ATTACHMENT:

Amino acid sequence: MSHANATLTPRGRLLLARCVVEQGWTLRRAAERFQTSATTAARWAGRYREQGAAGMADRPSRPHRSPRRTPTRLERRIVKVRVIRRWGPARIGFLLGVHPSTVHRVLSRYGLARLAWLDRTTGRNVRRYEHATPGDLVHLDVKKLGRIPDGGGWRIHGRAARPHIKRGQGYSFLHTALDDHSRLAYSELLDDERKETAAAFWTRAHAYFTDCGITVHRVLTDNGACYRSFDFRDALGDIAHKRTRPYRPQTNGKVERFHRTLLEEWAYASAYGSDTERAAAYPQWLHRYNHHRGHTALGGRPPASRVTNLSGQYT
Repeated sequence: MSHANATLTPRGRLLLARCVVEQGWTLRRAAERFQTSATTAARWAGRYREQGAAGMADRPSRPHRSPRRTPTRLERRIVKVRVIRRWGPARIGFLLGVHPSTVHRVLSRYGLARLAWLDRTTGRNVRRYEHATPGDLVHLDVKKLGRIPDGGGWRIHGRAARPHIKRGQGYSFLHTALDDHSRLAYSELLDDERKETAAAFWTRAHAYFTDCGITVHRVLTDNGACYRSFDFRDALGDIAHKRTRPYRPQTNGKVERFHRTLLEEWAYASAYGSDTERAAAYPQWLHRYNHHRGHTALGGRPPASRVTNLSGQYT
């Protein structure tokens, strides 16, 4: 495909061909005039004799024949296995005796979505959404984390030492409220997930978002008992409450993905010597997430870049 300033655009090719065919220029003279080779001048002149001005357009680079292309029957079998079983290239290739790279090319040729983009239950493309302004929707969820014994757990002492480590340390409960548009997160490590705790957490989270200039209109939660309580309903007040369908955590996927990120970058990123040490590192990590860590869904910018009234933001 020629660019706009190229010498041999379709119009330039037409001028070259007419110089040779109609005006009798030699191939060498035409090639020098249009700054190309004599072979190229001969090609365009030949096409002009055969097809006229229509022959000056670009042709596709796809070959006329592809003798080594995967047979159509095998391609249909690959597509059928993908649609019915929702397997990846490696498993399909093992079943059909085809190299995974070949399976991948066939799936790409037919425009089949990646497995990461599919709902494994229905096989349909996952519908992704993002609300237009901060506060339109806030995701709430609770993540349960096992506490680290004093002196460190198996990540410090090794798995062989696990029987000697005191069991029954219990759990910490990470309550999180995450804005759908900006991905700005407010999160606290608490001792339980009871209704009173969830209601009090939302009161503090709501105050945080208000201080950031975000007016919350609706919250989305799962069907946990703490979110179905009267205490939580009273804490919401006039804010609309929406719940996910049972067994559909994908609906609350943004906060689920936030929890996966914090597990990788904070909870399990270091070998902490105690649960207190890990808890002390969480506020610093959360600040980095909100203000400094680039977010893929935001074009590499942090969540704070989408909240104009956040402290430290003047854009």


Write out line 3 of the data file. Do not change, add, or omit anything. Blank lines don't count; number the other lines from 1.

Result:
């Protein structure tokens, strides 16, 4: 495909061909005039004799024949296995005796979505959404984390030492409220997930978002008992409450993905010597997430870049 300033655009090719065919220029003279080779001048002149001005357009680079292309029957079998079983290239290739790279090319040729983009239950493309302004929707969820014994757990002492480590340390409960548009997160490590705790957490989270200039209109939660309580309903007040369908955590996927990120970058990123040490590192990590860590869904910018009234933001 020629660019706009190229010498041999379709119009330039037409001028070259007419110089040779109609005006009798030699191939060498035409090639020098249009700054190309004599072979190229001969090609365009030949096409002009055969097809006229229509022959000056670009042709596709796809070959006329592809003798080594995967047979159509095998391609249909690959597509059928993908649609019915929702397997990846490696498993399909093992079943059909085809190299995974070949399976991948066939799936790409037919425009089949990646497995990461599919709902494994229905096989349909996952519908992704993002609300237009901060506060339109806030995701709430609770993540349960096992506490680290004093002196460190198996990540410090090794798995062989696990029987000697005191069991029954219990759990910490990470309550999180995450804005759908900006991905700005407010999160606290608490001792339980009871209704009173969830209601009090939302009161503090709501105050945080208000201080950031975000007016919350609706919250989305799962069907946990703490979110179905009267205490939580009273804490919401006039804010609309929406719940996910049972067994559909994908609906609350943004906060689920936030929890996966914090597990990788904070909870399990270091070998902490105690649960207190890990808890002390969480506020610093959360600040980095909100203000400094680039977010893929935001074009590499942090969540704070989408909240104009956040402290430290003047854009």